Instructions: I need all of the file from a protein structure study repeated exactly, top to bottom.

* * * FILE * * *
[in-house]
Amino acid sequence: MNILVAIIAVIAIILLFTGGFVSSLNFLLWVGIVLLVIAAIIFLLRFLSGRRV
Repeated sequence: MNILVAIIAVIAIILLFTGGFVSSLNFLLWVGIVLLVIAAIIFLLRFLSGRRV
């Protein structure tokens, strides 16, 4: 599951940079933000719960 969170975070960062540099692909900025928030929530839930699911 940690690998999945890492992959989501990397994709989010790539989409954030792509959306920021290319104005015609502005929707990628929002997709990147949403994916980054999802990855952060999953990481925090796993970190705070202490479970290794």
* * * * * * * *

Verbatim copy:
[in-house]
Amino acid sequence: MNILVAIIAVIAIILLFTGGFVSSLNFLLWVGIVLLVIAAIIFLLRFLSGRRV
Repeated sequence: MNILVAIIAVIAIILLFTGGFVSSLNFLLWVGIVLLVIAAIIFLLRFLSGRRV
């Protein structure tokens, strides 16, 4: 599951940079933000719960 969170975070960062540099692909900025928030929530839930699911 940690690998999945890492992959989501990397994709989010790539989409954030792509959306920021290319104005015609502005929707990628929002997709990147949403994916980054999802990855952060999953990481925090796993970190705070202490479970290794």